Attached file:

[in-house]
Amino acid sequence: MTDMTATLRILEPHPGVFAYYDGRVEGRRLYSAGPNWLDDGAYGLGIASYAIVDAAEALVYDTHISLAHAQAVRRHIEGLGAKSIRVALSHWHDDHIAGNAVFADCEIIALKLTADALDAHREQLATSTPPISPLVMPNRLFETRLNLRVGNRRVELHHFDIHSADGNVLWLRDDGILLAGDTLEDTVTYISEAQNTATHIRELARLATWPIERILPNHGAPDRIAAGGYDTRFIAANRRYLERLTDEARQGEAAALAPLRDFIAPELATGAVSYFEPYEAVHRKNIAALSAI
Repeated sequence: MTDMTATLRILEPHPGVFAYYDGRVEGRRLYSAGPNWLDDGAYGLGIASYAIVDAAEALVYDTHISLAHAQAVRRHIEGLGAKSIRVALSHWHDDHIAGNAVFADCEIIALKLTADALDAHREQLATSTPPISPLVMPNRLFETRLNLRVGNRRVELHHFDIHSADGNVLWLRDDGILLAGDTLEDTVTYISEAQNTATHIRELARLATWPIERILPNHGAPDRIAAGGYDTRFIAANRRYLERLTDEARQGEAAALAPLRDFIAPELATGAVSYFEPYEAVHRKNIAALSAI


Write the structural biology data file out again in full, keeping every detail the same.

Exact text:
[in-house]
Amino acid sequence: MTDMTATLRILEPHPGVFAYYDGRVEGRRLYSAGPNWLDDGAYGLGIASYAIVDAAEALVYDTHISLAHAQAVRRHIEGLGAKSIRVALSHWHDDHIAGNAVFADCEIIALKLTADALDAHREQLATSTPPISPLVMPNRLFETRLNLRVGNRRVELHHFDIHSADGNVLWLRDDGILLAGDTLEDTVTYISEAQNTATHIRELARLATWPIERILPNHGAPDRIAAGGYDTRFIAANRRYLERLTDEARQGEAAALAPLRDFIAPELATGAVSYFEPYEAVHRKNIAALSAI
Repeated sequence: MTDMTATLRILEPHPGVFAYYDGRVEGRRLYSAGPNWLDDGAYGLGIASYAIVDAAEALVYDTHISLAHAQAVRRHIEGLGAKSIRVALSHWHDDHIAGNAVFADCEIIALKLTADALDAHREQLATSTPPISPLVMPNRLFETRLNLRVGNRRVELHHFDIHSADGNVLWLRDDGILLAGDTLEDTVTYISEAQNTATHIRELARLATWPIERILPNHGAPDRIAAGGYDTRFIAANRRYLERLTDEARQGEAAALAPLRDFIAPELATGAVSYFEPYEAVHRKNIAALSAI